The Land That Time Forgot

By Edgar Rice Burroughs

Page 45

sprang up the ladder and commenced chopping away at that hideous
face. The thing didn't have sufficient brainpan to entertain more than
a single idea at once. Though chopped and hacked, and with a bullethole
between its eyes, it still persisted madly in its attempt to get inside
the tower and devour Olson, though its body was many times the diameter
of the hatch; nor did it cease its efforts until after Olson had
succeeded in decapitating it. Then the two men went on deck through
the main hatch, and while one kept watch, the other cut a hind quarter
off Plesiosaurus Olsoni, as Bradley dubbed the thing. Meantime Olson
cut off the long neck, saying that it would make fine soup. By the
time we had cleared away the blood and refuse in the tower, the cook
had juicy steaks and a steaming broth upon the electric stove, and the
aroma arising from P. Olsoni filled us all with a hitherto unfelt
admiration for him and all his kind.



Chapter 5

The steaks we had that night, and they were fine; and the following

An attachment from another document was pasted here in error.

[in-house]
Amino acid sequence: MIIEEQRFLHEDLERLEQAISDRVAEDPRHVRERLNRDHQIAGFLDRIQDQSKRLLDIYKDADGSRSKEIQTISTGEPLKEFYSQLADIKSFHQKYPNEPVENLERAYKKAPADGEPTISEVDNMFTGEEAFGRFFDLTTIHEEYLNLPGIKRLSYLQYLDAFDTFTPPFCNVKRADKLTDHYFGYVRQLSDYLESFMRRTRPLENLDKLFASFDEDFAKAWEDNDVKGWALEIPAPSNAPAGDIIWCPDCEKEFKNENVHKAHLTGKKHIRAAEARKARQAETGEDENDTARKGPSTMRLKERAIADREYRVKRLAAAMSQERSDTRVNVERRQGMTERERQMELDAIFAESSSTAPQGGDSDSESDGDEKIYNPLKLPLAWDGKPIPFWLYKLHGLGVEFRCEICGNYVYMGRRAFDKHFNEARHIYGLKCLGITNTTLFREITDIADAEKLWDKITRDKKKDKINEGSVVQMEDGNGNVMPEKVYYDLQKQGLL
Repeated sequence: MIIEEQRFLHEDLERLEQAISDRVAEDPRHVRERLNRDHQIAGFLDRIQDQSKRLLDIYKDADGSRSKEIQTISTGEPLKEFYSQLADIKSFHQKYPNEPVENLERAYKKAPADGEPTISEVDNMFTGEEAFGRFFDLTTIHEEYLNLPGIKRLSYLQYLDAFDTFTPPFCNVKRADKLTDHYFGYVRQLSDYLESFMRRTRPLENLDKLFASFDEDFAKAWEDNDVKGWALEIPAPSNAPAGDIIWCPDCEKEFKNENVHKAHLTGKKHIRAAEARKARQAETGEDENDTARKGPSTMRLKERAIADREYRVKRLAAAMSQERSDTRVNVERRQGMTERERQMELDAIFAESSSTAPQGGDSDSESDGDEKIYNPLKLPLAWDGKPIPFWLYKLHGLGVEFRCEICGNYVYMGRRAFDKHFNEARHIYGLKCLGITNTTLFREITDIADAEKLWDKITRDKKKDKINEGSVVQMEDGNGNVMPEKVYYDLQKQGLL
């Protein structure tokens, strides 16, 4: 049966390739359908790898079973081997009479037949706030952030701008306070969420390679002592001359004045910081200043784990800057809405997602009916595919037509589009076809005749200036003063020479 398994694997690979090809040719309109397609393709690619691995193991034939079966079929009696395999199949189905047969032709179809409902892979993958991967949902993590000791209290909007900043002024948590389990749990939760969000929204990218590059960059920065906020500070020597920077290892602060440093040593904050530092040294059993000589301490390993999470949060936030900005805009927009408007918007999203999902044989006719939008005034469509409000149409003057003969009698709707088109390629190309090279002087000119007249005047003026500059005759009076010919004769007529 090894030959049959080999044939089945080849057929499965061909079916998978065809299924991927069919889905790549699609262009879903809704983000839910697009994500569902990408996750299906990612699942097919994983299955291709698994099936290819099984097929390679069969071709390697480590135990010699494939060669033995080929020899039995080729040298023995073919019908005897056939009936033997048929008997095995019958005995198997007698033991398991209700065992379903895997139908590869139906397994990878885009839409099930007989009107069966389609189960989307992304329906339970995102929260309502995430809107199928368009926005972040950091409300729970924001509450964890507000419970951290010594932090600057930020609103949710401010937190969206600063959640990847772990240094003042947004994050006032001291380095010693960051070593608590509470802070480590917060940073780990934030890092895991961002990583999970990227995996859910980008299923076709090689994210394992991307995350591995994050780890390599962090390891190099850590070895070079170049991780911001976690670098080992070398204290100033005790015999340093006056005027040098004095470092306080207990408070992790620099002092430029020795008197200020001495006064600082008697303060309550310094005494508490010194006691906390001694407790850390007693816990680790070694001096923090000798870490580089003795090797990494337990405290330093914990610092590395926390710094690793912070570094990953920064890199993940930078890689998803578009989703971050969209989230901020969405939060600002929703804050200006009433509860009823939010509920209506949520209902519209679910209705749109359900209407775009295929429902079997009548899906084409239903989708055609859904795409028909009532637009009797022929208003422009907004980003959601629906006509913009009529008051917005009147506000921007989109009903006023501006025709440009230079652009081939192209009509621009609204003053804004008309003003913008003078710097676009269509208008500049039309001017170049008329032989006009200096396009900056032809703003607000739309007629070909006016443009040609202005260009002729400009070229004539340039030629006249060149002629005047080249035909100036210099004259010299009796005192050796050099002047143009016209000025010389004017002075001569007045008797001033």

morning we tasted the broth. It seemed odd to be eating a creature
that should, by all the laws of paleontology, have been extinct for
several million years. It gave one a feeling of newness that was
almost embarrassing, although it didn't seem to embarrass our
appetites. Olson ate until I thought he would burst.

The girl ate with us that night at the little officers' mess just back
of the torpedo compartment. The narrow table was unfolded; the four
stools were set out; and for the first time in days we sat down to eat,
and for the first time in weeks we had something to eat other than the
monotony of the short rations of an impoverished U-boat. Nobs sat
between the girl and me and was fed with morsels of the Plesiosaurus
steak, at the risk of forever contaminating his manners. He looked at
me sheepishly all the time, for he knew that no well-bred dog should
eat at table; but the poor fellow was so wasted from improper food that
I couldn't enjoy my own meal had he been denied an immediate share in
it; and anyway Lys wanted to feed him. So there you are.

Lys was coldly polite to me and sweetly gracious to Bradley and Olson.
She wasn't of the gushing type, I knew; so I didn't expect much from
her and was duly grateful for the few morsels of attention

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